U.S. asking states to speed vaccine, not hold back 2nd dose

image12
Joins Joe Biden's belief that 2nd dose supply will come.

The Trump administration is asking states to speed delivery of COVID-19 vaccines to people 65 and older and to others at high risk by no longer holding back the second dose of the two-dose shots, officials said Tuesday.

Health and Human Services Secretary Alex Azar said that “the administration in the states has been too narrowly focused.”

As a result, he said, the Trump administration is now asking states to vaccinate people age 65 and over and those under 65 with underlying health conditions that put them at high risk. He said the vaccine production is such that the second dose of the two-shot vaccine can be released without jeopardizing immunization for those who got the first shot.

“We now believe that our manufacturing is predictable enough that we can ensure second doses are available for people from ongoing production,” Azar told ABC’s “Good Morning America.” “So everything is now available to our states and our health care providers.”

So far, the vaccine rollout has been primarily to health care workers and nursing home residents, and the slow pace has frustrated many Americans at a time when the coronavirus death toll has continued to rise. More than 376,000 people have died, according to the Johns Hopkins database.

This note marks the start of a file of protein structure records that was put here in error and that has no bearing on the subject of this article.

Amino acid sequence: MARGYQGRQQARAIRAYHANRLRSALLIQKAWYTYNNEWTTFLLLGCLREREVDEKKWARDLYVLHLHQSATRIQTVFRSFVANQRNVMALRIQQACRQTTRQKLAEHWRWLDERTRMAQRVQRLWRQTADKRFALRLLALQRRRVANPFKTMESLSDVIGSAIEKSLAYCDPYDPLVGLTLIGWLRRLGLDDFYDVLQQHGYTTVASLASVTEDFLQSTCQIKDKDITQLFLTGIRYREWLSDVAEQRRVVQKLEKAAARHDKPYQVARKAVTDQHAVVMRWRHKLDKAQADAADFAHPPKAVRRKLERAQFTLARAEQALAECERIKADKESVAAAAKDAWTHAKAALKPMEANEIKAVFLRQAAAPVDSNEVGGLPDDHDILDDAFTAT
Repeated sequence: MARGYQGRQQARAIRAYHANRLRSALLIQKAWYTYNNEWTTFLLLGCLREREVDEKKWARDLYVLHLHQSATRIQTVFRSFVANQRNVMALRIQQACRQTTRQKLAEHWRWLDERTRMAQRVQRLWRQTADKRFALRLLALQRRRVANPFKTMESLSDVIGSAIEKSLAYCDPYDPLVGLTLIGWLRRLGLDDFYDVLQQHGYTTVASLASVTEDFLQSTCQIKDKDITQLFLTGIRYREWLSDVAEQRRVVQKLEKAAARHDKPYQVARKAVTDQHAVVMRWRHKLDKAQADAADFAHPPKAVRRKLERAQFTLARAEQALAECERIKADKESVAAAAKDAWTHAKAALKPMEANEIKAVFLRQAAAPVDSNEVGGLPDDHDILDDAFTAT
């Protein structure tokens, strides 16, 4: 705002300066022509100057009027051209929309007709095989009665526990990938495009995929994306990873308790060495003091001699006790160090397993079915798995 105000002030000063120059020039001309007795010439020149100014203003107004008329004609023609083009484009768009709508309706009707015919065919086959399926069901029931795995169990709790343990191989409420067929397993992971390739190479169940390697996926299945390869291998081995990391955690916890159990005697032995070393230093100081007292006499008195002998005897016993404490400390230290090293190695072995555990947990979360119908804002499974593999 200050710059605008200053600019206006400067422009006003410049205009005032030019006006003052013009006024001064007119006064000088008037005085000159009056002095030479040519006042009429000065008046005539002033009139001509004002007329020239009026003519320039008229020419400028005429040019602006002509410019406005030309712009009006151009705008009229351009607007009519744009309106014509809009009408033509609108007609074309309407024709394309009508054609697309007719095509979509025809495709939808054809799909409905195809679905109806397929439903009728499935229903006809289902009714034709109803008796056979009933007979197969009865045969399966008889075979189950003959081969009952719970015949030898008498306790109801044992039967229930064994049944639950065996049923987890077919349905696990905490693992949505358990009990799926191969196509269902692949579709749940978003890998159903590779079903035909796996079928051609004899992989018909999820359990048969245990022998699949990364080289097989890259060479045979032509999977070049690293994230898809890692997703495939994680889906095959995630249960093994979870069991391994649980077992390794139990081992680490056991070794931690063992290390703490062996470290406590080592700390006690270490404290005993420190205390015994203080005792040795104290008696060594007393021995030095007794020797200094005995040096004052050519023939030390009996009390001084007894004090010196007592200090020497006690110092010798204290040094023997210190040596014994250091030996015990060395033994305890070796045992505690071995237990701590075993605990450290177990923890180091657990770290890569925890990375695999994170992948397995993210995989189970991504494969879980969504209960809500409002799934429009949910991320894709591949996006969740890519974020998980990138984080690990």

Azar said it was now time to move “to the next phase on the vaccine program” and expand the pool of those eligible to get the first dose.

That also means expanding the number of places where people can be vaccinated by adding community health centers and additional drug stores.

“We’ve already distributed more vaccine than we have health care workers and people in nursing homes,” Azar said. “We’ve got to get to more channels of administration. We’ve got to get it to pharmacies, get it to community health centers.”

He said the federal government “will deploy teams to support states doing mass vaccination efforts if they wish to do so.”

President-elect Joe Biden is expected to give a speech Thursday outlining his plan to speed vaccines to more people in the first part of his administration. His transition team has vowed to release as many vaccine doses as possible, rather than continuing the Trump administration policy of holding back millions of doses to ensure there would be enough supply to allow those getting the first shot to get a second one.

The Pfizer-BioNTech vaccine requires a second shot about three weeks after the first vaccination. Another vaccine, this one produced by Moderna, requires a second shot about four weeks afterward. One-shot vaccines are still undergoing testing.

____

Republished with permission from The Associated Press.

Associated Press


One comment

  • Hacks Everywhere

    January 13, 2021 at 9:17 am

    I’m old enough to remember DeSantis getting criticized for even suggesting the same thing.

Comments are closed.


#FlaPol

Florida Politics is a statewide, new media platform covering campaigns, elections, government, policy, and lobbying in Florida. This platform and all of its content are owned by Extensive Enterprises Media.

Publisher: Peter Schorsch

Contributors & reporters: Phil Ammann, Jason Delgado, Renzo Downey, Rick Flagg, A.G. Gancarski, Anne Geggis, Joe Henderson, Janelle Irwin, Ryan Nicol, Jacob Ogles, Jesse Scheckner, Scott Powers, Andrew Wilson, and Kelly Hayes.

Email: [email protected]
Twitter: @PeterSchorschFL
Phone: (727) 642-3162
Address: 204 37th Avenue North #182
St. Petersburg, Florida 33704




Sign up for Sunburn


Categories